On May 14, 2010, Bell Helicopter filed an action against Eurocopter seeking a declaratory judgment that the '621 patent is invalid and not infringed by Bell Helicopter. Compl. ¶¶ 10, 12. On October 29, 2010, Eurocopter filed a counterclaim alleging infringement of the '621 patent. Answer and Countercl., ¶¶ 18-22.

II. LEGAL STANDARD

The Court is guided by the principles of claim construction outlined by the Federal Circuit in Phillips v. AWH Corp., 415 F.3d 1303 (Fed. Cir. 2005) (en banc). "It is a 'bedrock principle' of patent law that 'the claims of a patent define the invention to which the patentee is entitled the right to exclude.' " Id. at 1312 (quoting Innova/Pure Water Inc. v. Safari Water Filtration Syy., Inc., 381 F.3d 1111, 1115 (Fed. Cir. 2004)). The Federal Circuit has repeatedly stated that courts are to give claim terms their "ordinary and customary meaning" as understood by a "person of ordinary skill in the art in question at the time of the invention." Phillips 415 F.3d at 1312-13.*fn4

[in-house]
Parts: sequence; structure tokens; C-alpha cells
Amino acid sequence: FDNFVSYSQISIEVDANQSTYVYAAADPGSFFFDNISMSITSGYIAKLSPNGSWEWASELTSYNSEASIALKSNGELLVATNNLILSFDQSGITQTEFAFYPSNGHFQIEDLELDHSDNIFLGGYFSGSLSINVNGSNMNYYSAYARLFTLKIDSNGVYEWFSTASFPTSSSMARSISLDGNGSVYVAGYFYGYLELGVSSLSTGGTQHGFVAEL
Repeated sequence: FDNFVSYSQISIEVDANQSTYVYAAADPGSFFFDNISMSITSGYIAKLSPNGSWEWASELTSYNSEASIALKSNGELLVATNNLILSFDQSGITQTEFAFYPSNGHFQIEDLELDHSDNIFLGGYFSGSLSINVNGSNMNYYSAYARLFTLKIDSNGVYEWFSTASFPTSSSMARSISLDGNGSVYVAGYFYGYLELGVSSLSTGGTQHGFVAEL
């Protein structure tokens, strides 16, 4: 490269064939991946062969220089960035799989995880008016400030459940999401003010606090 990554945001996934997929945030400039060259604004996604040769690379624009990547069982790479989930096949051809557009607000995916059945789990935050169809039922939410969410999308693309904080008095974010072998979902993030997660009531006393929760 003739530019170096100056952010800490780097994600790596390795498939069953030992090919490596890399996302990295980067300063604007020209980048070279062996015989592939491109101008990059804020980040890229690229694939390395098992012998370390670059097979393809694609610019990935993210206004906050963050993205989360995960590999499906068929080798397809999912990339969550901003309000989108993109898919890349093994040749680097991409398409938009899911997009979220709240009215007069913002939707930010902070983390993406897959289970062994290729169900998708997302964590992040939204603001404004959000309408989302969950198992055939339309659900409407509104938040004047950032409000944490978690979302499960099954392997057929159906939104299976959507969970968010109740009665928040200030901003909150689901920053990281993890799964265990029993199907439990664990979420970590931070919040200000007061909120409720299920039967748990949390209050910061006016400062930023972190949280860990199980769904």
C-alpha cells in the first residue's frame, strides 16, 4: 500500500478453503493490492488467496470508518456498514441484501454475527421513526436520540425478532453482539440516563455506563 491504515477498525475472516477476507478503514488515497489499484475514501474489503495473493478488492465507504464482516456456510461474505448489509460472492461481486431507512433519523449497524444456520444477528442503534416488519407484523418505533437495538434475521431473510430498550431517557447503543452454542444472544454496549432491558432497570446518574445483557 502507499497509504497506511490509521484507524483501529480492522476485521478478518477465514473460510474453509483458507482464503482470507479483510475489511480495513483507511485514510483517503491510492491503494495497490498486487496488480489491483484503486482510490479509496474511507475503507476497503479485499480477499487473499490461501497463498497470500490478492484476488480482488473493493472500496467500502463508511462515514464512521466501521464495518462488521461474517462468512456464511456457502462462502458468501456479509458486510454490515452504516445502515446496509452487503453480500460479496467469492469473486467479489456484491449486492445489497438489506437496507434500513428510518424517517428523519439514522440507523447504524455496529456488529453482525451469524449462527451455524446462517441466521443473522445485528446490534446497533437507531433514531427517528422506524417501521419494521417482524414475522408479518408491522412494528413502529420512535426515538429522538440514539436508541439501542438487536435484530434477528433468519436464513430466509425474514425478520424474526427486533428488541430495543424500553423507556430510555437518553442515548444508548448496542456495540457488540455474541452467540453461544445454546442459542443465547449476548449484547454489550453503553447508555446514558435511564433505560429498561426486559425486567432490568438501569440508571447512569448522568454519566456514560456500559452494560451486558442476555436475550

The claims themselves provide substantial guidance in determining the meaning of particular claim terms; and the context in which a term is used in the asserted claim can be very instructive. Id. at 1314.